* Domestic capacity down from 90% of pre-COVID levels
* Outlook dampened through October due to lockdowns
* Staff could be stood down if they last longer than
SYDNEY, July 22 (Reuters) - Qantas Airways Ltd's
domestic capacity has fallen to less than 40% of pre-COVID
levels due to lockdowns in three Australian states, its chief
executive said in a memo to staff, in a setback to what had been
a strong recovery.
State border closures led to the sharp fall in domestic
capacity from 90% of pre-COVID levels earlier in July and have
dampened the capacity outlook through October, Chief Executive
Alan Joyce said in memo dated Wednesday that was reviewed by
The airline had in April forecast that domestic capacity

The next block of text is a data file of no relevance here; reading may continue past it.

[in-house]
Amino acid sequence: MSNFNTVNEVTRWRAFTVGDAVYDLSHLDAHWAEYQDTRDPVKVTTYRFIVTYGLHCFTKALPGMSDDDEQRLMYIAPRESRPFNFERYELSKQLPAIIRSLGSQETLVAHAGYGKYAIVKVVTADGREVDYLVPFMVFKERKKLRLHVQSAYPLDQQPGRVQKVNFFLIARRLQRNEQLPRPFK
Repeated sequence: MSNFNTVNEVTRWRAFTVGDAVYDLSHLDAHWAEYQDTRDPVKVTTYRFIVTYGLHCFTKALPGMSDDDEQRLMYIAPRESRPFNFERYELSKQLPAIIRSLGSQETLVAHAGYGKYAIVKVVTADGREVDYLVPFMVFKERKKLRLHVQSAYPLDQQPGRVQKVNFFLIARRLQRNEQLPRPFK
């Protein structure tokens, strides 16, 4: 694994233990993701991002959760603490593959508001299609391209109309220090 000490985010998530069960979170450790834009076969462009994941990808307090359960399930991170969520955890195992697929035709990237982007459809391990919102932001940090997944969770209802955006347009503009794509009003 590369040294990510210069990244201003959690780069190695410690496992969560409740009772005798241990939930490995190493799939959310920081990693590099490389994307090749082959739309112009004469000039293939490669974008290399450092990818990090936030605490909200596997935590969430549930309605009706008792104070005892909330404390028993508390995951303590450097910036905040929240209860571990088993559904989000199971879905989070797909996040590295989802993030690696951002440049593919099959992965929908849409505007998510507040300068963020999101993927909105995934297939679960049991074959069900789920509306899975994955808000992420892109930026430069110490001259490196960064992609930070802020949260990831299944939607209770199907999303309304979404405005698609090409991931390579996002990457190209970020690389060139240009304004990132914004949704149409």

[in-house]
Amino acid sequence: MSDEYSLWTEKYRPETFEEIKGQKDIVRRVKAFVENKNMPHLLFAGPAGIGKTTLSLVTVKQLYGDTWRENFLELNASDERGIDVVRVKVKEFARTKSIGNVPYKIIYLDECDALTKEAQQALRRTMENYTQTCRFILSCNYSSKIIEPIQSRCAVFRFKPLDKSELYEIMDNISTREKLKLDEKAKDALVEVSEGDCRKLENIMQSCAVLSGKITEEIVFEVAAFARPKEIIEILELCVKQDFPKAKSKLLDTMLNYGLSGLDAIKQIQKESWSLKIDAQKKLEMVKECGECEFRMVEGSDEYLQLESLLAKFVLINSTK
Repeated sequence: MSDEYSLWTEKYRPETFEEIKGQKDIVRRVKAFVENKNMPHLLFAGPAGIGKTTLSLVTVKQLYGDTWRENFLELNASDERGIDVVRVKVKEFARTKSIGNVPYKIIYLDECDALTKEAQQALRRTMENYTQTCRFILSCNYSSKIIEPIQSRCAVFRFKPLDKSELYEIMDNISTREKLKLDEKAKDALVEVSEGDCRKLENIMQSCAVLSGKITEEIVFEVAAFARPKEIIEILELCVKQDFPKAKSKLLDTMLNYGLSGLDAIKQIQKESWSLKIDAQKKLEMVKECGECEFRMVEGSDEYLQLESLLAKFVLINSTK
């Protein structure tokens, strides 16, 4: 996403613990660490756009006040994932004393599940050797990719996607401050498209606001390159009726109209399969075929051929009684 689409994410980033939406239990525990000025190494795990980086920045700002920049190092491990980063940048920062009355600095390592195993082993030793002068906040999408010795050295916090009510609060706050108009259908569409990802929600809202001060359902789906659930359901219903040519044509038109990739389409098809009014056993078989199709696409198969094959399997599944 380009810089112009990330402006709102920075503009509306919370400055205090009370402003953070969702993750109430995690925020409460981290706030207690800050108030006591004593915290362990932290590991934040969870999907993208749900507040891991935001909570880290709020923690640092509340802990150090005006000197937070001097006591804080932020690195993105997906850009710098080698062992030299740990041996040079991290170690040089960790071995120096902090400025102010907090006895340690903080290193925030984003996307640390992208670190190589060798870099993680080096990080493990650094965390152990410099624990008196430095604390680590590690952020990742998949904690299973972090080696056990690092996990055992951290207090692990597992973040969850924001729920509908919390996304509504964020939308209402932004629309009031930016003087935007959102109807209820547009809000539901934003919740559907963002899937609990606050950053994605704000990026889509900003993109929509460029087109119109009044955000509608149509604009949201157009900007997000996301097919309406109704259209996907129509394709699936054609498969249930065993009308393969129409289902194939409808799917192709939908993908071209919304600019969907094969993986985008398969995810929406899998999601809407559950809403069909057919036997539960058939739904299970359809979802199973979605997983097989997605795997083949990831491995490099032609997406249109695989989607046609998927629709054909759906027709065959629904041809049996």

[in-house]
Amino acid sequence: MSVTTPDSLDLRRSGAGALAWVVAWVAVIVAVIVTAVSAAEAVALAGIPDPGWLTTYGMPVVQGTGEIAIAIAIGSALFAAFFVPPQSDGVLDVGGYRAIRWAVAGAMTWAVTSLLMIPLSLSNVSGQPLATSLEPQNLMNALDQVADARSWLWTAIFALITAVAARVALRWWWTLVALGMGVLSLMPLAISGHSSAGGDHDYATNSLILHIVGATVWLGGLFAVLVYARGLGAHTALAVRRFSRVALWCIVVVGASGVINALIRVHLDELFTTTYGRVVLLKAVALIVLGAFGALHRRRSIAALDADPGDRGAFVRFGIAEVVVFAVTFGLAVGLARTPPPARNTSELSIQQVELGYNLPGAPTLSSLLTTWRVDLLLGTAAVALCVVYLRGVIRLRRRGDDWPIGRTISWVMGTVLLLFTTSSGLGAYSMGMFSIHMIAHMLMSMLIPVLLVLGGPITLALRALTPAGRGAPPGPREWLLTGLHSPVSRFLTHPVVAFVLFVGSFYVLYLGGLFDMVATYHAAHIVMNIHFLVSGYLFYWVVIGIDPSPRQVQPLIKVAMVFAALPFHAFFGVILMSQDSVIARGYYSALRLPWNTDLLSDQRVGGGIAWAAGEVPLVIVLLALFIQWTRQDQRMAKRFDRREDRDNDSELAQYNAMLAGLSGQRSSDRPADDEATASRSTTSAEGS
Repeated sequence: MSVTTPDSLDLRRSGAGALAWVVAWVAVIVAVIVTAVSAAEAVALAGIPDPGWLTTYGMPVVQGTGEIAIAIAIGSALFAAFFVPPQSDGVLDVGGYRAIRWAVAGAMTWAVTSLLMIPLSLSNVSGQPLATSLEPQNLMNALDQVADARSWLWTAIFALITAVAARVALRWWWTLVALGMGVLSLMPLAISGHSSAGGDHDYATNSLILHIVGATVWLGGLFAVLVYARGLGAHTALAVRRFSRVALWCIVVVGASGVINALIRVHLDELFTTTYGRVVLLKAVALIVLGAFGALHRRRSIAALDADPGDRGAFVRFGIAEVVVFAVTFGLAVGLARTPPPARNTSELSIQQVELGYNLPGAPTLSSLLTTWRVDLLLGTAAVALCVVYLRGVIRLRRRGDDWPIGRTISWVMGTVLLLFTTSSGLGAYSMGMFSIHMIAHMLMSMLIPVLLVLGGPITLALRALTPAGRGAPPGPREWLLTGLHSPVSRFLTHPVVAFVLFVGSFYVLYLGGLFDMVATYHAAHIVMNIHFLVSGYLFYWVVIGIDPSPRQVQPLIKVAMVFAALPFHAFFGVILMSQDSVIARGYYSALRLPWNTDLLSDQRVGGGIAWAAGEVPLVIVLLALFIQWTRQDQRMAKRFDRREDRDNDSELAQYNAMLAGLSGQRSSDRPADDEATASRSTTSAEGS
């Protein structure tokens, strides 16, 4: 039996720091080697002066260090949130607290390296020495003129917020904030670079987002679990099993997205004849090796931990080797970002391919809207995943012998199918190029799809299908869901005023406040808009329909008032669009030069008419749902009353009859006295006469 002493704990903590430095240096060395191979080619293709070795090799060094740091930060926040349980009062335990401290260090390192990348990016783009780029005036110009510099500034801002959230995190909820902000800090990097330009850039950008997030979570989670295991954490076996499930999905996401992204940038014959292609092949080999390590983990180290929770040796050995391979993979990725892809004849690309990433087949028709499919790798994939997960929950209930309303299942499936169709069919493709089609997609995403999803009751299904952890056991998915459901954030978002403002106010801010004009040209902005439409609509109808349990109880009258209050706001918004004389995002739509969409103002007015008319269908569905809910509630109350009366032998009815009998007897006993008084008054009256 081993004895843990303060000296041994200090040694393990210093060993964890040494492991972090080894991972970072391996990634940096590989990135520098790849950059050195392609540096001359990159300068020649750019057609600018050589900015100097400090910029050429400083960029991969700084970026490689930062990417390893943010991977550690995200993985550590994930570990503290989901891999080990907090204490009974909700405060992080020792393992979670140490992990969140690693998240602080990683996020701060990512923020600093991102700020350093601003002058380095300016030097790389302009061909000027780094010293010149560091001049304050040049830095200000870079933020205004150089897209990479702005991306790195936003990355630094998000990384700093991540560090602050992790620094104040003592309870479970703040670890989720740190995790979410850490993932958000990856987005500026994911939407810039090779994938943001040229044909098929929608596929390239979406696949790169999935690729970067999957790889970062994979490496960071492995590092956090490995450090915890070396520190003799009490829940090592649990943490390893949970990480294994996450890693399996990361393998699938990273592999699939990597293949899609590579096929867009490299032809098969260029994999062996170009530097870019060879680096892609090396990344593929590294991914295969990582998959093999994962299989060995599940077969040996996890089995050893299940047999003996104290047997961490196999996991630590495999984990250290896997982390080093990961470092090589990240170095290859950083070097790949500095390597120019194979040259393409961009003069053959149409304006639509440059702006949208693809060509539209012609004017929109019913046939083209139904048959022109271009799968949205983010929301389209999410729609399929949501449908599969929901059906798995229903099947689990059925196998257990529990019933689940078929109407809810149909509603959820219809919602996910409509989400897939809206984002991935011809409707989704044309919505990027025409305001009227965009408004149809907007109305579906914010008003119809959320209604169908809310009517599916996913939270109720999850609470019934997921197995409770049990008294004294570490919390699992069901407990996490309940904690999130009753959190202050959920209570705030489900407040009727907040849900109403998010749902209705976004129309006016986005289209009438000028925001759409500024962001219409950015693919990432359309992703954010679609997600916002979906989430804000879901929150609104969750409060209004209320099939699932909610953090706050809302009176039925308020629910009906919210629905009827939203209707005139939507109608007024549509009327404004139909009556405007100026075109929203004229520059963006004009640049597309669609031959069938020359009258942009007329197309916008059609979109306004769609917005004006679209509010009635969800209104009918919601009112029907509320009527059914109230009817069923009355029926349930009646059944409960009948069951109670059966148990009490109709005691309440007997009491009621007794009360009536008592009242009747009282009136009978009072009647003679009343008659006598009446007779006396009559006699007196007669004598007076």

would top pre-pandemic levels in the financial year that started
on July 1 because of a rebound in demand.
Joyce said in his memo that if the lockdowns in New South
Wales, Victoria and South Australia ended when scheduled,
domestic capacity should return to about 60% of pre-COVID levels
in August and up to 80-90% in September and October.
However, he warned that if the lockdowns last longer than
expected, domestic staff face the possibility of being idled
"We're not at the point of requiring stand downs in our
domestic operations at this stage," he said. "But to be honest,
we can't rule it out if multiple states keep their borders
closed for extended periods."
Australia has fared better than many other developed
economies in keeping COVID-19 numbers relatively low, with just
over 32,100 cases and 915 deaths.
However, mobility has been tightly controlled. The
international border is closed with the exception of New
Zealand, and states have often shut their borders to each other
to stop small outbreaks from spreading across state lines.
(Reporting by Jamie Freed; Editing by Jacqueline Wong and Gerry